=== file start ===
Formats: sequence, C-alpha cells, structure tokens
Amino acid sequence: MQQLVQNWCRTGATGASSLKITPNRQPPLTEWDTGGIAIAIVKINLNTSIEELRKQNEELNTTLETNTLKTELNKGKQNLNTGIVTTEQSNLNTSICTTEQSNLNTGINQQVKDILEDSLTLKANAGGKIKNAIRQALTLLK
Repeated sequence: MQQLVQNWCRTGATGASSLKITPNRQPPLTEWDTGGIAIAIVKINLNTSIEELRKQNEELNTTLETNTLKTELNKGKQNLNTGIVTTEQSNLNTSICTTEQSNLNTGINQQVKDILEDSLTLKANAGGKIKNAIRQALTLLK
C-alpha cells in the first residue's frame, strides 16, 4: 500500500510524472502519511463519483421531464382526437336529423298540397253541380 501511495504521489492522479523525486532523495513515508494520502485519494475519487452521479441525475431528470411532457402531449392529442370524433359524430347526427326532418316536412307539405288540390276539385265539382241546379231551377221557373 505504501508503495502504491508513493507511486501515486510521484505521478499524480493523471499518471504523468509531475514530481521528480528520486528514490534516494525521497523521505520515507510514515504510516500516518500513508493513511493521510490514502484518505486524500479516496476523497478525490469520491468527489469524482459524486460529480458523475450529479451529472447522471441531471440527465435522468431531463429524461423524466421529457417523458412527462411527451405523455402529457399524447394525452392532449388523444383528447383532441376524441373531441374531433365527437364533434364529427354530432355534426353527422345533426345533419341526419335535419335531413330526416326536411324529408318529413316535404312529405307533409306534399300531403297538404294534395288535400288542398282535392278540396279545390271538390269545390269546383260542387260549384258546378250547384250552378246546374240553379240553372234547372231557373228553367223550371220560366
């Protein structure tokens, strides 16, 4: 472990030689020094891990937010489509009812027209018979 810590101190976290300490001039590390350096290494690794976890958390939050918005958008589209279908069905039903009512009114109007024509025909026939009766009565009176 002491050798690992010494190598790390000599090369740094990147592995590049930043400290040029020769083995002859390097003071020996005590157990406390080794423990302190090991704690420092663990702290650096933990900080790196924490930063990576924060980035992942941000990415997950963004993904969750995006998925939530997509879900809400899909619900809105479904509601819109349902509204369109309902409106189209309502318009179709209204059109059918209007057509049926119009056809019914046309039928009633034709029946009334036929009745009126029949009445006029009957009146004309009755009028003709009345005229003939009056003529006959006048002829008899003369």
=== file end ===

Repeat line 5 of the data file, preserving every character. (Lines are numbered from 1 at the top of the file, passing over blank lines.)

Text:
């Protein structure tokens, strides 16, 4: 472990030689020094891990937010489509009812027209018979 810590101190976290300490001039590390350096290494690794976890958390939050918005958008589209279908069905039903009512009114109007024509025909026939009766009565009176 002491050798690992010494190598790390000599090369740094990147592995590049930043400290040029020769083995002859390097003071020996005590157990406390080794423990302190090991704690420092663990702290650096933990900080790196924490930063990576924060980035992942941000990415997950963004993904969750995006998925939530997509879900809400899909619900809105479904509601819109349902509204369109309902409106189209309502318009179709209204059109059918209007057509049926119009056809019914046309039928009633034709029946009334036929009745009126029949009445006029009957009146004309009755009028003709009345005229003939009056003529006959006048002829008899003369």